It goes through cycles you know what I mean? I grew up with metal in the 70’s but I took a real effort to get to as many bands as I could during the 80’s and that’s when Death metal sort of took off in the 80’s and stuff like that, I don’t know is it the second wave of Black metal, like the Norwegian bands and stuff like that and then there was a bit of a lull during the 90’s. For me, Death metal seems to be taking off and Cannibal Corpse are our friends and they’ve always been flying the flag for years and there seems to be some other bands that are creeping through and seeping through the woodwork, but yeah, as I said, Voices from the UK, they’ve taken Black metal into a completely different sort of phase, taken the atmosphere and run which is really good because I think a lot of these Norwegian bands much like Venom was more about the atmosphere and had an impending doom and these Norwegian bands took it and amplified that kind of feel. I don’t know, it just seems to go through stages and takes people to just try and wade through all the shit to find the good stuff *laughs* but I’m all for it because I love underground extreme metal, it’s one of my favourite genres, it’s not the biggest genre, you’re not going to make a million pounds off it, but once you get into this genre it’s really worthwhile.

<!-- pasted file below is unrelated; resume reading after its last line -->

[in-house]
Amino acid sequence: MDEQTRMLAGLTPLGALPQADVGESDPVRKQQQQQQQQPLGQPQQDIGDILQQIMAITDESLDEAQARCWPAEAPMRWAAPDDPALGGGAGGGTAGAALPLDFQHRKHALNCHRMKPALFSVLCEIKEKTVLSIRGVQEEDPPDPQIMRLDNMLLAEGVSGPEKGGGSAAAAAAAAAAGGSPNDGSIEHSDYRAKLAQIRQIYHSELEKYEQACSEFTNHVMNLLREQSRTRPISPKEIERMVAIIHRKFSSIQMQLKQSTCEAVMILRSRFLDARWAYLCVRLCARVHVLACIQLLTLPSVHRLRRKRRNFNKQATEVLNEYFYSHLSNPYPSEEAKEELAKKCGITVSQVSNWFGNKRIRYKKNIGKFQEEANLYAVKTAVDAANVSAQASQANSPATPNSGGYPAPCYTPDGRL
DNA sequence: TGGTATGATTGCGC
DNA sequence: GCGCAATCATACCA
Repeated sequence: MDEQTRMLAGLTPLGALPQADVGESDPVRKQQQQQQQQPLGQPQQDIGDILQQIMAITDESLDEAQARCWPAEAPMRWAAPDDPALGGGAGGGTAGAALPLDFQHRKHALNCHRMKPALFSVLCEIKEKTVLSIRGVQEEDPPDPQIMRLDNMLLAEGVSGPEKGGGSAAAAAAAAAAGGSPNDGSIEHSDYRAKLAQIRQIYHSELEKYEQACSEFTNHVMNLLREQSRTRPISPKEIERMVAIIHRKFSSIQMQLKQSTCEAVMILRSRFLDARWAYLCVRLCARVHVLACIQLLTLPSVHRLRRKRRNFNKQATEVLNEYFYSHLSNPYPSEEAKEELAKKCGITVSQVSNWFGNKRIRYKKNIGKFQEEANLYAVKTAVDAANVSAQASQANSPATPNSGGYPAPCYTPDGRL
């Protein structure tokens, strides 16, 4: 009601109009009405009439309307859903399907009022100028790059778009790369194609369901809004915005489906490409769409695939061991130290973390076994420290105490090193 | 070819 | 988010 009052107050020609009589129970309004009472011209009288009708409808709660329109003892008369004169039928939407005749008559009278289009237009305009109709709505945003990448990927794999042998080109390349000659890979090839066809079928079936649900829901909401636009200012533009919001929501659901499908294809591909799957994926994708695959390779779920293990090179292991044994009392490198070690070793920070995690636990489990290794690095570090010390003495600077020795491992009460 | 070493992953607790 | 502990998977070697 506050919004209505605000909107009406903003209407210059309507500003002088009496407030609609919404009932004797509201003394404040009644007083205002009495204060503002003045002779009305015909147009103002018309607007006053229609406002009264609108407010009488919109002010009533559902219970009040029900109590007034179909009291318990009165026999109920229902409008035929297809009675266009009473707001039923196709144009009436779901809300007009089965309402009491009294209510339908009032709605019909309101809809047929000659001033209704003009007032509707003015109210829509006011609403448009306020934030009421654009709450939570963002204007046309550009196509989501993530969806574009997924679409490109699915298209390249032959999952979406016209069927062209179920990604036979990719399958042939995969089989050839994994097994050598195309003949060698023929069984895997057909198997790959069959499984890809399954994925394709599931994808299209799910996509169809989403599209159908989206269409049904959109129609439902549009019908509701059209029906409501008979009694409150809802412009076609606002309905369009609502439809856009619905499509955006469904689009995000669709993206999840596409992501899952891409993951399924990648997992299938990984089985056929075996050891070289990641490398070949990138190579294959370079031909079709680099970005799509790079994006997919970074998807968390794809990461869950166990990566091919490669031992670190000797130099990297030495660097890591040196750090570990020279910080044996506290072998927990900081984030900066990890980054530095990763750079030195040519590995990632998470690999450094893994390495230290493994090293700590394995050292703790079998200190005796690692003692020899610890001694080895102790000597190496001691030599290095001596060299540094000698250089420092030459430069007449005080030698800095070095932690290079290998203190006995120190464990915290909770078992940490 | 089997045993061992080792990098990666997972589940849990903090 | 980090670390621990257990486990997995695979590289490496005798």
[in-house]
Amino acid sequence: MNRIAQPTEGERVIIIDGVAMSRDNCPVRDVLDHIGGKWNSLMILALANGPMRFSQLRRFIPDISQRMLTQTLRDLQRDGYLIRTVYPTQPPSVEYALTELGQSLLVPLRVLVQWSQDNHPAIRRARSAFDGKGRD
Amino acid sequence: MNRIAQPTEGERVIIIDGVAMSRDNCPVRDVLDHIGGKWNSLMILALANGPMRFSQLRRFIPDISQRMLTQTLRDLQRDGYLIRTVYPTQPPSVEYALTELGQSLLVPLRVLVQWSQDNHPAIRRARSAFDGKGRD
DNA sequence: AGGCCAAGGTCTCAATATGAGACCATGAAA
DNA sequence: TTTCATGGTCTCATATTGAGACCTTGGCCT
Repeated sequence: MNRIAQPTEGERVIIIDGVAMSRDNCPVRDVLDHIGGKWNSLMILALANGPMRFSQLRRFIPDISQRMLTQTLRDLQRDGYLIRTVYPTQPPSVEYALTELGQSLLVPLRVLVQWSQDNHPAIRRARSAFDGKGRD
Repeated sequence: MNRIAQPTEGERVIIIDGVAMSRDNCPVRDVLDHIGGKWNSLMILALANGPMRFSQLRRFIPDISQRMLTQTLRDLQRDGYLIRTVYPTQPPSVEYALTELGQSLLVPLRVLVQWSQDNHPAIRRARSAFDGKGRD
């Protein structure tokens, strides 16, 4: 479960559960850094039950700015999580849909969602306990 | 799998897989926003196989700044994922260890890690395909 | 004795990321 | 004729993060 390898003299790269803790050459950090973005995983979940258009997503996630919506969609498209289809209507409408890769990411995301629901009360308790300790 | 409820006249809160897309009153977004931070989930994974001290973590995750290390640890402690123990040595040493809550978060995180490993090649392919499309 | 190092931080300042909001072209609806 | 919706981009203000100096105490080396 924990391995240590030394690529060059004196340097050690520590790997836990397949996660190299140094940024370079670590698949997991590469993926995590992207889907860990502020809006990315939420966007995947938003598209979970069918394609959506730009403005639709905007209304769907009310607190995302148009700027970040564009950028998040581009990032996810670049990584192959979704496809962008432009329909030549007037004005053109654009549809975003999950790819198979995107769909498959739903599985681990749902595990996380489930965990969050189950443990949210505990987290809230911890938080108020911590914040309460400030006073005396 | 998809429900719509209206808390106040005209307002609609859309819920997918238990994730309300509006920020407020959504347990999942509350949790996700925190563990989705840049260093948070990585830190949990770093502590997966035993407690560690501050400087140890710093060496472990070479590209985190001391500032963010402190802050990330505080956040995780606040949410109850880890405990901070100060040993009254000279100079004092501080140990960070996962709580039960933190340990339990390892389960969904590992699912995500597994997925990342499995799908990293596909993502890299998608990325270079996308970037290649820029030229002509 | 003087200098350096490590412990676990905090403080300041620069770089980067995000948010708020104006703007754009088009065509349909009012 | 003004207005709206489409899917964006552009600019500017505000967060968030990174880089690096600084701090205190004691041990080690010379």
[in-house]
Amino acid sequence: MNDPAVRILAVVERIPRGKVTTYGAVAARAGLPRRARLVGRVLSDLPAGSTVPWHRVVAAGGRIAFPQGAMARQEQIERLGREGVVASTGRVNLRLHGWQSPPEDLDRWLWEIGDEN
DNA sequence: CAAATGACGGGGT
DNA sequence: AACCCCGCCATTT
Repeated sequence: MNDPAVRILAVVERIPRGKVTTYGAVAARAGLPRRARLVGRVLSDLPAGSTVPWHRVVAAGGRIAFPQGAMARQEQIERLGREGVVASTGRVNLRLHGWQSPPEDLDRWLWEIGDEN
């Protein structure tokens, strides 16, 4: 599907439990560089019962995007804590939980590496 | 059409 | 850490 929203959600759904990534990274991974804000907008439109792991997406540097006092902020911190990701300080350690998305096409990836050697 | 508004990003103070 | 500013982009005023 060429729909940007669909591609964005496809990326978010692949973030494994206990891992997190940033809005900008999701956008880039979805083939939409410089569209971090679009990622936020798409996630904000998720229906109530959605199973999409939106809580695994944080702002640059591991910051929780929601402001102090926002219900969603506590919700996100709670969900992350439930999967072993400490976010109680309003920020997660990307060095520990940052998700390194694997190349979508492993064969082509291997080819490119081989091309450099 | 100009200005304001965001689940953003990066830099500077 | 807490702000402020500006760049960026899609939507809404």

Let’s throw in some quick fire questions to get an insight into you:

First album you ever bought?
Black Sabbath ‘Sabbath Bloody Sabbath’

What band or artist made you want to be a rockstar?

Favourite live band to see?

Do you have a guilty music pleasure you listen to that no one would expect?
Carpenters and Beth Hart, she’s awesome

Lastly, let’s predict the future, so finish this sentence for me, by the end of 2015, Venom will…
Take over the world with Satanic darkness *laughs*

That’s cool…
and true… *laughs*

Well man, thanks for a great chat, hopefully we’ll see you down here soon…
Yeah I hope so, honestly we’re doing everything we can to get down there, it’s the last frontier you know what I mean, we need it, we need to get over there and we need to destroy *laughs*


Essential Information

From: England

Band members: Cronos, La Rage, Dante

Website: https://www.venomslegions.com

Latest release: From The Very Depths – (Out Now – Caroline Australia / Spinefarm)